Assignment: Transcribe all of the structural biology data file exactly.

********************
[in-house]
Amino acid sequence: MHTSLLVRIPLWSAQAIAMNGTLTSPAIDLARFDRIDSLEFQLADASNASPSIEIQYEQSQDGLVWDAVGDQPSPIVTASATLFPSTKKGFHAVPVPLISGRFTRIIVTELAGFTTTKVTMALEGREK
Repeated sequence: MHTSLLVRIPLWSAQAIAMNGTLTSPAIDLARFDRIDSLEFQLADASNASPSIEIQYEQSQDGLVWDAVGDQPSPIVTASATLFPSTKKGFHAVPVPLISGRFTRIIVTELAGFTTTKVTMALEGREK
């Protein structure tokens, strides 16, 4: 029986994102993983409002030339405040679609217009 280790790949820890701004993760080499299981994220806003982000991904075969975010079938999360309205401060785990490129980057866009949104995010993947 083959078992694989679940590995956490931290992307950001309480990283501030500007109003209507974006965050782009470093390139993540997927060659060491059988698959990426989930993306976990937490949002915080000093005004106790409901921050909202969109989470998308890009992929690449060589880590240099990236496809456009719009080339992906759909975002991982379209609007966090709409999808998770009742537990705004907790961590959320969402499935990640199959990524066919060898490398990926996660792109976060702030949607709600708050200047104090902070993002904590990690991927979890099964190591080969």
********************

[in-house]
Amino acid sequence: MHTSLLVRIPLWSAQAIAMNGTLTSPAIDLARFDRIDSLEFQLADASNASPSIEIQYEQSQDGLVWDAVGDQPSPIVTASATLFPSTKKGFHAVPVPLISGRFTRIIVTELAGFTTTKVTMALEGREK
Repeated sequence: MHTSLLVRIPLWSAQAIAMNGTLTSPAIDLARFDRIDSLEFQLADASNASPSIEIQYEQSQDGLVWDAVGDQPSPIVTASATLFPSTKKGFHAVPVPLISGRFTRIIVTELAGFTTTKVTMALEGREK
């Protein structure tokens, strides 16, 4: 029986994102993983409002030339405040679609217009 280790790949820890701004993760080499299981994220806003982000991904075969975010079938999360309205401060785990490129980057866009949104995010993947 083959078992694989679940590995956490931290992307950001309480990283501030500007109003209507974006965050782009470093390139993540997927060659060491059988698959990426989930993306976990937490949002915080000093005004106790409901921050909202969109989470998308890009992929690449060589880590240099990236496809456009719009080339992906759909975002991982379209609007966090709409999808998770009742537990705004907790961590959320969402499935990640199959990524066919060898490398990926996660792109976060702030949607709600708050200047104090902070993002904590990690991927979890099964190591080969």